Iraq al-Amir, a Hellenistic splendour, stands out near Amman
Amman - For those who want to see one of the few remaining structures, if not the only one, from the Hellenistic period in Jordan, a village on the south-western edge of Amman is the place to visit.
Iraq al-Amir, which means “Caves of the Prince”, is the name shared by a palace, nearby caves and the bigger town surrounding these attractions in a lush valley, sliced by a stream from natural mountain springs in Amman’s Wadi el-Seer suburb.
However, like dozens of biblical and historic sites across Jordan, Iraq al-Amir is largely ignored by the government. Attention is usually given to attractions that generate income, such as the famed Petra — a city carved in rose-red stone by the Nabataean Arab tribe that inhabited northern Arabia and the southern Levant 2,000 years ago.
Much of Iraq al-Amir is unguarded, which allows herders to use the ruins, including the caves, as shelter for sheep, goats and other animals, or as a dump for nearby homes.
“It’s a beautiful place but the facilities and infrastructure are not good at all,” said tourist Adriana Jukantytar of Finland.
She said her group of 23 Nordic citizens over 60 had problems walking in the stony and hilly area, where there was no pavement for pedestrians.
“Some people in the group also wanted to use the restroom but there were none on site, except in a coffee shop kilometres away,” Jukantytar, 62, said.
“It’s sad that such a treasure is wasted.”
Tourism Ministry officials were not available to take calls from The Arab Weekly.
Arriving at Iraq al-Amir, 15 kilometres from Amman, a signpost points left from the road to a handicrafts village. To the right, there are caves carved into the cliff.
About 500 metres south of the town is the reconstructed Qasr Al- Abd, Arabic for the “Palace of the Slave”. It is thought to have been built by Hermanus Tobiad, the governor of ancient Ammon, also known at the time as Philadelphia, in the second century BC.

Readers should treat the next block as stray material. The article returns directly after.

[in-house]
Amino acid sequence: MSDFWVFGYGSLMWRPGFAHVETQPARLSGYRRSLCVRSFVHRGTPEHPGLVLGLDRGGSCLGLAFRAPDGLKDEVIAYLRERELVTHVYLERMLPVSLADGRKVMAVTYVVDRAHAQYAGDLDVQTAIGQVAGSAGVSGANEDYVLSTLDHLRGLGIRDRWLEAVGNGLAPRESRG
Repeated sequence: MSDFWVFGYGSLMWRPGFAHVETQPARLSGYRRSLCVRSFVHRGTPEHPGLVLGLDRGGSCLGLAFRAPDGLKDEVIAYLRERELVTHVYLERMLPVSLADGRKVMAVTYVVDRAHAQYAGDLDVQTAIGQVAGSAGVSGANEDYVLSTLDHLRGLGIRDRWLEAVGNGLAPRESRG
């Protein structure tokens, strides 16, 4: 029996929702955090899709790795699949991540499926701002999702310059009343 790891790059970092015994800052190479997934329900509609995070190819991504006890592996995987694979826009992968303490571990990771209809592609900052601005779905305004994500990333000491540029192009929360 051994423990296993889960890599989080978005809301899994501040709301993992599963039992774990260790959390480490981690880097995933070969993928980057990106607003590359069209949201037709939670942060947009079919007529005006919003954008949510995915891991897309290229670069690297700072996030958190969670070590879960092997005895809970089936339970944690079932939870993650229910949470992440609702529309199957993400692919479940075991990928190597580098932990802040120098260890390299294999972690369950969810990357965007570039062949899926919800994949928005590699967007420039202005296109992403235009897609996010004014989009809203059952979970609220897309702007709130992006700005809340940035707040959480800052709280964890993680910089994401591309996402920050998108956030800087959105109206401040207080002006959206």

The governor was called the “Slave of the People” for serving his community. Having been defeated by the Seleucid forces of Antiochus IV in 175 BC, the governor killed himself, leaving the structure uncompleted.
Soon after that the Tobiad Dynasty died out.
In the palace’s vicinity, much of the village is in ruins, with its Ottoman buildings crying out for restoration. A column section of a Byzantine church stands as a reminder of days gone by.
Howard Crosby Butler’s Princeton University Archaeological Expeditions in 1904 gave the first detailed description of the site but it was not until 1976 that work started on its restoration when French archaeologists spent three years cataloguing and a further seven years on reconstruction.
A trip up quite a few stairs of a newly built stone pathway leading to the various caves on the cliff, brings into view a large, carefully carved rectangular doorway that runs into a network of interior rooms.
Inscriptions in Aramaic suggest that the caves were carved by members of the Tobiad Dynasty for defensive refuge against attack, or perhaps as tombs.
There are many caves in the surrounding hills that date to the Copper Age.
From the caves, it’s an easy stroll down to the Qasr al-Abd.
Historians suggest that substantial modifications were carried out on the site during the Byzantine period but the area was destroyed by an earthquake in 362 AD. However, opinions remain divided as to whether the building was a palace or a temple or perhaps a combination.
The tiny rooms, which occupied the ground floor, were almost certainly used for storage, with the upper floor used for accommodation or religious purposes.
At the entrance, “Tobia” is engraved in Aramaic. There is also a carving of a lioness sheltering a cub. The palace’s exterior was once richly decorated but only a few features remain.
The animal carvings on the exterior walls are the site’s highlights — the carved panther fountain on the ground floor, the eroded eagles on the corners and the lioness with cubs on the upper level of the back side.
“I found the village to be absolutely delightful,” Agnes Vilderman, a German tourist, said.
“I am surprised at the ease of which one can go around the caves and the palace. You can walk everywhere and touch whatever you like. “I love trying to imagine what the palace looked like and how its people lived in and around it. Perhaps as the people in this area sustain the lovely handicraft village, so did the palace’s people sustain it for its master at the time.”